Although we have been made to believe that if we let go we will end up with nothing, life itself reveals again and again the opposite: that letting go is the path to real freedom.” ~Sogyal Rinpoche

Letting go is so pleasant and effortless while you’re on vacation. I’ve been cataloguing the things that seem to make it more difficult in my everyday life.

I’ve been back for a bit more than a week now, and I love that post-vacation, seeing it all with new eyes feeling. The freedom of vacation allows me to set new patterns and renew commitments to myself; the transition into daily life tests those patterns and provides new food for thought, new material for learning not only who I am and who I want to be, but how I construct who I am, and how I encourage or discourage the person I am becoming.

Surfing was transformational.  The morning of my 40th birthday we were wet-suiting up and toting our longboards on our heads behind a man who embodied “surf movie” but cocked his head and smiled blankly at any question we asked in English. While the contact at Pacific Surf School certified he was “fun and has awesome dreads”, no one vouched for his teaching skills, and we were soon to find out why. (btw: if you’re looking for surf lessons on Mission Beach, check out Surfari, avoid Pacific).  So we paddled and he held our boards for the waves for an hour or so and what I most learned was that I loved trying to surf.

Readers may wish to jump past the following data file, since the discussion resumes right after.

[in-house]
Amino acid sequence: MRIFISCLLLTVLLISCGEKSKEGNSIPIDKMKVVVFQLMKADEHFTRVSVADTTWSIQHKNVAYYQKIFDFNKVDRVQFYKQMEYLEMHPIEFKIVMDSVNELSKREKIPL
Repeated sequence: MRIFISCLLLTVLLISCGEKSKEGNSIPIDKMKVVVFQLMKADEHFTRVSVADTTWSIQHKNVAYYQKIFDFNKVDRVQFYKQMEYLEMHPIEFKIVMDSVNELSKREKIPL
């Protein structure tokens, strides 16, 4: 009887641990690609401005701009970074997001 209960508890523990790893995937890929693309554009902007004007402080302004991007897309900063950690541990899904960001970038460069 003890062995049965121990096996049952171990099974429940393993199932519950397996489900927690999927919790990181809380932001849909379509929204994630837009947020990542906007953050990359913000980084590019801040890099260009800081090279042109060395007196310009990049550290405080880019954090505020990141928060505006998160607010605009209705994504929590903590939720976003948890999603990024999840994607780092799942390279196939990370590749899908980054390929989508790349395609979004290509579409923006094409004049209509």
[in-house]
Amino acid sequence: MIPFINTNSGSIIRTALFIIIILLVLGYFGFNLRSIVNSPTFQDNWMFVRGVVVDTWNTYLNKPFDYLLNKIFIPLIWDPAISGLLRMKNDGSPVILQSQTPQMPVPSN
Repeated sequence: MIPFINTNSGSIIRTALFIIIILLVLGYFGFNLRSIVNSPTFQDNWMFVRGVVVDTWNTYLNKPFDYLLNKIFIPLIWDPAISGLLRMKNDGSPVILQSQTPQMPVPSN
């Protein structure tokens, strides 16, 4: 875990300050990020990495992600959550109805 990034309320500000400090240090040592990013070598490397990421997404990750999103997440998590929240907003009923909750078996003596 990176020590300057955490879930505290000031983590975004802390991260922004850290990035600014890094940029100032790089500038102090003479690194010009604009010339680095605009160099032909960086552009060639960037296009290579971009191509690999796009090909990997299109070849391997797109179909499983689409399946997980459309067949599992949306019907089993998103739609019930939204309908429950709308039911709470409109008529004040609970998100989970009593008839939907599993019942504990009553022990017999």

My husband was better able to stand on his board than I was, and I loved that he was loving the experience. Sharing this with him was the ultimate birthday gift.  We would take turns, hours a day,  for the next six days with a short board we bought used and a rented long board, one in the water, one out, watching one another, watching the surf, tumbling in the surf, paddling, waiting for the swell, pressing into the board to rise and take our stand, tumbling mostly, sometimes easing down with intent, always turning right back around and paddling into the waves. (bts: the short board was fun and light, but we had our best rides and most fun on the long board. Yeah, it advertises that you don’t know what you’re doing, but you’ll do that when you’re out there. Just stick to the long board. It’s cheap, it’s easier. We sold our short board on the way out of town and bought a wetsuit for our next trip. Oh yeah, there’ll be a next trip.)

There was yoga on the beach, and we took a cheap efficiency a block off the beach so we could just flop barefooted and swimsuited from bed to coffee to beach to bed to food. I only made it up on the board a handful of times, and those were thrilling, but not even the best moments. It was the “-ing” of it all, the mind clearing toss in the surf, the being there, the doing without thinking and the needlessness of words. The broad smiles and exhausted drops into bed.

Never once did I feel like I’d “failed” to do something. True, I could see on “Fabian’s” face that I was not his star pupil, but his utter lack of interest in me was what made it easy not to internalize. I was loving every salty, roaring, push you under gasp for breath go do it again moment. Disappearing into that moment was all that mattered. Could it be that that’s all that ever matters?

Practice for the life you want

Practice for the life you want.